t’s face it, this is pretty awkward. You’re the same age as my partner and look like you should be going out with him instead of my dad. I sometimes wonder what people make of this curious foursome when we go out. What do they think the connections are? Father, daughter, son and his wife? Dad with three kids? I find it excruciating.
I’m not sure I’ll ever understand why an attractive, successful and smart woman in her 30s is going out with my slightly dumpy, definitely not-as-funny-as-he-thinks-he-is dad? Are you into older men? Was it that he was married? Or did you just get on really well?
Is it true that nothing happened between you while he was married to my wonderful mum? Did you really just get back in touch randomly after my parents divorced? That’s what he says, but I don’t buy it. I think he knows I would never look at him in the same way again if he admitted he had an affair.
I do desperately want to know how it happened. Memories from my teenage years take on new meaning: seeing texts from you on my dad’s phone; a friend spotting the two of you at a restaurant and him being startled; the “business trips” abroad. Not enough to know for certain, but apparently enough for my mum to ask you about it several times. I have to accept I might never know the truth, and so I have to pretend this is all normal and came about without a single wrong move.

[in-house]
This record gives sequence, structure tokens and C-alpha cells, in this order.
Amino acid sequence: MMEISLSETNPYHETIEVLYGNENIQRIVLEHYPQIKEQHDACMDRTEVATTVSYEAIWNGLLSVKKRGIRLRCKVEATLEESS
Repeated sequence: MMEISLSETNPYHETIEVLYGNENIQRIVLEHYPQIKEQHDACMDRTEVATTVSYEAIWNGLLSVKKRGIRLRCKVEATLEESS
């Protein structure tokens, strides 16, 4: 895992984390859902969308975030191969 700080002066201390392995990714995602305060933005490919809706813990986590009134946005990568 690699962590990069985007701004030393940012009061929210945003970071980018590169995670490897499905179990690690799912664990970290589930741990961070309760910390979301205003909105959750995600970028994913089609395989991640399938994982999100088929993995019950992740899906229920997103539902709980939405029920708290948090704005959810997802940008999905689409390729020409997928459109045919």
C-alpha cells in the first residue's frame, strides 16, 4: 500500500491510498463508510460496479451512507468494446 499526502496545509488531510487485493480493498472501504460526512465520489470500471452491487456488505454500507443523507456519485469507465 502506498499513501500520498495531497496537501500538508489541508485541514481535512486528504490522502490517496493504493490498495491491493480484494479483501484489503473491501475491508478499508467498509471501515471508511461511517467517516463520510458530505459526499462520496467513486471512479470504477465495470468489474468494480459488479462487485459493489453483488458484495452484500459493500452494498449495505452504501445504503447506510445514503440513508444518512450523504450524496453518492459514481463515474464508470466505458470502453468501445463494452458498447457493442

I feel so torn in the way I should behave with you. In honour of my mum I should hate you a bit. But, out of loyalty to my dad, I also refuse to engage in family gossip about his midlife crisis. Sometimes, fleetingly, I feel proud he’s finally living the life he wants.
I get worried his new life with you is erasing his life with us, though; as if he’s trying to do it all over again. He’s even open to the idea of having more kids. He says he thinks he could do it a bit better this time, which makes me feel like a trial run.
Sometimes the way he speaks to you reminds me of how he spoke to my mum towards the end, and the way I sometimes hear myself talking to my partner when I’m annoyed – short, patronising and mean. It makes my skin crawl. I don’t think you’ll last, but I think he’s determined to stay with you to prove to everyone that you are truly compatible. Good luck with that. The Guardian UK